Bill Cosby walked onstage Friday night at the Heymann Performing Arts Center in Lafayette to cheers and loud applause. Onstage for nearly two hours, the 77-year-old comedian never mentioned the accusations of sexual abuse made against him by dozens of women.
Friday’s performance proceeded without interruption, heckling or the protests that a prerecorded announcement heard in the Heymann Center before the show suggested could happen.
“Dear patrons: We have been advised that there may be attempts to disrupt tonight’s performance,” the announcement said. “If a disruption occurs, please remain calm until the matter is resolved and do not confront the person making the disruption.”
Uniformed security personnel were stationed in the auditorium, but Cosby’s folksy, story-filled performance was not disrupted. Just before 10 p.m., he stood up, gave a single wave goodbye and said, “Thank you all for coming.”
The applause that accompanied him as he left the stage was louder than the reception he received at his entrance.
Friday’s performance was much like the show Cosby performed in 2012 at the Baton Rouge River Center Theatre. As at that show, his stage set consisted of a table beside a simple chair, where he sat for much of the show. Prior to the show’s start, a photo of a beaming Cosby with Nelson Mandela, the late South African president, loomed above the stage.
But in contrast to the glowing demeanor Cosby projected in Baton Rouge three years ago, the comedian, his face covered by a light growth of white beard, looked worn. Nor did his storytelling and comic riffing flow quite as freely as they did three years ago.
Cosby’s warmly receptive audience filled most of the seats on the auditorium’s floor. Many seats near the rear of the balcony were empty, but balcony ticket sales had increased the last few days before the show.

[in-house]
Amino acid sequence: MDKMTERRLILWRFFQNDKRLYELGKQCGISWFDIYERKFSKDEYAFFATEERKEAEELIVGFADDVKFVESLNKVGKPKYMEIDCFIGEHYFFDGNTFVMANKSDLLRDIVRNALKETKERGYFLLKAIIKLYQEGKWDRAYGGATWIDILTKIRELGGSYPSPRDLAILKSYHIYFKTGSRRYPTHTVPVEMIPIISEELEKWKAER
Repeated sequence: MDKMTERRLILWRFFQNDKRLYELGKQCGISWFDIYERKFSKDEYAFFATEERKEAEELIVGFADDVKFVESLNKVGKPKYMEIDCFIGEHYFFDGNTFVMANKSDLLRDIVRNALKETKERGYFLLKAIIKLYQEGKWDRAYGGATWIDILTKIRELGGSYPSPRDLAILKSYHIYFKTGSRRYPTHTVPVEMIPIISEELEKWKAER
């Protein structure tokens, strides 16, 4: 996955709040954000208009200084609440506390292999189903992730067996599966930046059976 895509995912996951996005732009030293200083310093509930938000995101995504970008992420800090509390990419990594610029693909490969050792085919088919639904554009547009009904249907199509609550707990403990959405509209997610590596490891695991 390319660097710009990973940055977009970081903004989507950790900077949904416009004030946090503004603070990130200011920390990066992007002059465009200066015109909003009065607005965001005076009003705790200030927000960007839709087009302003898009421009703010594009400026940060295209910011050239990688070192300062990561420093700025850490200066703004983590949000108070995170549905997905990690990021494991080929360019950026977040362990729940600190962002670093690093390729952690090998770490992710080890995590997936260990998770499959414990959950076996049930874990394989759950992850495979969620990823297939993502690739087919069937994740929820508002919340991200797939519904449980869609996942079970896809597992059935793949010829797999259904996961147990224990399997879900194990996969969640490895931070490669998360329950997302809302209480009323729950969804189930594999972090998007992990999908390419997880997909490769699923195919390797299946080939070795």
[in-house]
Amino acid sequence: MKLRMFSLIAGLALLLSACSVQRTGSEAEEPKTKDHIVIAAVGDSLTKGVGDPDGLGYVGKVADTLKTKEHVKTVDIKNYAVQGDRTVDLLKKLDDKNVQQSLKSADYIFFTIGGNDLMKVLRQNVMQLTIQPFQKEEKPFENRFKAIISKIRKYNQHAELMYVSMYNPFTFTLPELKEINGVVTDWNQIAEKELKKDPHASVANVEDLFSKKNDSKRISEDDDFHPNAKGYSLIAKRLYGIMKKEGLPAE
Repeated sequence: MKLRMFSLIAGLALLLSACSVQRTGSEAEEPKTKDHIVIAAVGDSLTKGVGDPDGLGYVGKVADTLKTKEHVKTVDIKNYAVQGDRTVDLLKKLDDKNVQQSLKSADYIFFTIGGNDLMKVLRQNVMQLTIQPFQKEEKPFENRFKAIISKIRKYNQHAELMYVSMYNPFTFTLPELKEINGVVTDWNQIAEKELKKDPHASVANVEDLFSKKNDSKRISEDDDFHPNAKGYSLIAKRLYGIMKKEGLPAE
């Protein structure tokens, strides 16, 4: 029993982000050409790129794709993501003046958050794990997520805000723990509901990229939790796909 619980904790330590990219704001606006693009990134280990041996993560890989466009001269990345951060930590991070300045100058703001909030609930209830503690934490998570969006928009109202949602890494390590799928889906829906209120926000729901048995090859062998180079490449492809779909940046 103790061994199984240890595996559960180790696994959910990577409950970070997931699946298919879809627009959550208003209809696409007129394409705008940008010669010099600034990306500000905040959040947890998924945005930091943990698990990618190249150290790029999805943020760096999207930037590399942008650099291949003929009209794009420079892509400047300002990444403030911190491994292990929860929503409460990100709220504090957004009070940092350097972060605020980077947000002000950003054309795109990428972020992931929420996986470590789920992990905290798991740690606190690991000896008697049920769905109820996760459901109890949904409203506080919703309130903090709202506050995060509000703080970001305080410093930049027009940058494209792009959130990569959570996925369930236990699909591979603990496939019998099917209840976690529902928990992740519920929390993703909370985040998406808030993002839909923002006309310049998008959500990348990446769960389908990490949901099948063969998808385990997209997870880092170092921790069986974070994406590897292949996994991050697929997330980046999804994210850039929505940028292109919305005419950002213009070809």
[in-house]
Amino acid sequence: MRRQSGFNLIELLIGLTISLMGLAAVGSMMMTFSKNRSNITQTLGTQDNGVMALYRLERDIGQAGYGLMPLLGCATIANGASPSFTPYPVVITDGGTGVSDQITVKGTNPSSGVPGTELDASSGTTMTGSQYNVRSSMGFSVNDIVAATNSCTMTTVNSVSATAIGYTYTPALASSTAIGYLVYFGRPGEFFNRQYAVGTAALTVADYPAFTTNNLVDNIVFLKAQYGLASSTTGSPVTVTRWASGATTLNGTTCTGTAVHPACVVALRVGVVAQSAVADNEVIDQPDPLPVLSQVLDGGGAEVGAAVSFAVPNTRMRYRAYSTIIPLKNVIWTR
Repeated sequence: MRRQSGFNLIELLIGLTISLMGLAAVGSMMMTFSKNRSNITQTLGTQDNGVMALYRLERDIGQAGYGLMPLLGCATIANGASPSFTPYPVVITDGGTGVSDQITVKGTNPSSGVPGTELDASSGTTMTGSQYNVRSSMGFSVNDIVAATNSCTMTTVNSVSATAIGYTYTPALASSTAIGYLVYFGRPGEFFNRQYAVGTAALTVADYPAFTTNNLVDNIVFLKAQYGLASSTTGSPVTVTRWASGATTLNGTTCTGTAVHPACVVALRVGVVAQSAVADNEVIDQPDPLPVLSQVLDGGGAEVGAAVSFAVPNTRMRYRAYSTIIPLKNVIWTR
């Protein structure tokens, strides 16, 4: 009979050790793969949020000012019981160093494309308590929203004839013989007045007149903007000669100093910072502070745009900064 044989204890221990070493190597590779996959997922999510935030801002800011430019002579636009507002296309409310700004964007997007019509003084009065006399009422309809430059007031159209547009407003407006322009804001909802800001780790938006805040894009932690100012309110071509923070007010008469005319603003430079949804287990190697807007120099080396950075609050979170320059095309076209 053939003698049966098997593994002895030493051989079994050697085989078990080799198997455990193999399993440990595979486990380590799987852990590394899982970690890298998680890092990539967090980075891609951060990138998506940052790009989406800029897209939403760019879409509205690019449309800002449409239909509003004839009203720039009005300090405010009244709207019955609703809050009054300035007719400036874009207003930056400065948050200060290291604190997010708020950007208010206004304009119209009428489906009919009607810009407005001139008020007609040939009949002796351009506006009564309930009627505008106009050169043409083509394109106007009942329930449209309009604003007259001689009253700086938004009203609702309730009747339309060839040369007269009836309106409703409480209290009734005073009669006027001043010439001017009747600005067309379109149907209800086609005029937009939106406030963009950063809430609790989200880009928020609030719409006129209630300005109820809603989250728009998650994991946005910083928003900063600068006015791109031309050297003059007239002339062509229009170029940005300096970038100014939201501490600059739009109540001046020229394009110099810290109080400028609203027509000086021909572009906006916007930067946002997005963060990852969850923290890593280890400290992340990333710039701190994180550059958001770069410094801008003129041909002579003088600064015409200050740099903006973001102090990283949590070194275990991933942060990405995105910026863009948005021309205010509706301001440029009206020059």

Cosby looked somewhat wary as he made his entrance just after 8 p.m., but the brilliant storyteller and comic soon was in his element.
“Now wait a minute,” he said in advance of the first laugh of the evening. “Somebody here said, ‘Bill Cosby.’ Is that what you said? Why did you say it? Nobody else is coming!”
Cosby next asked the Heymann Center’s sound man to turn the P.A. system down. The comic explained that he wished to speak to his audience as if they were in a living room. Bringing home the point, the sweatshirt he wore had the words “Hello Friend” printed across the front.
“Tonight’s audience happens to know me at least 50 years,” he said in what may have been a glancing reference to the sexual-abuse allegations. If it was a reference, Cosby instantly deflected it with more comedy.
“I’m 77,” he said. “And what happens, parts go bad. They go bad and you do things. By the time you hit 70, you understand why old people did what they did!”
The old Cosby charm was working. He’s still a funny man.
“We’re married 51 years,” he said of his marriage to Camille Cosby. The comment drew a round of applause. “Camille says to me, as they will, the woman says, ‘Can you reflect on 51 years?’ I said, ‘Yes.’ She said, ‘Well.’ ”
If there was more to the bit than that, it was interrupted by someone’s cellphone ringing. In response, Cosby drew another laugh. “I’m not here,” he said.
Indeed, he was there, unlike the several shows that have been canceled elsewhere, a fact that reinforced the statement he released Wednesday regarding the upcoming Lafayette show.
“I can’t wait to see your smiling faces and warm your hearts with a wonderful gift — LAUGHTER. I’m ready! I thank you, the theater staff, the event organizers and the Lafayette community for your continued support and coming to experience family, fun entertainment. Hey, Hey, Hey — I’m far from finished.”
On balance, as the self-effacing Cosby riffed — on marriage, the Bible, sibling rivalry and going to church during his Philadelphia childhood — and played multiple characters, such as himself as a 5-year-old and his Uncle William, a drinking man of few words, Friday’s show was almost a typical Cosby show.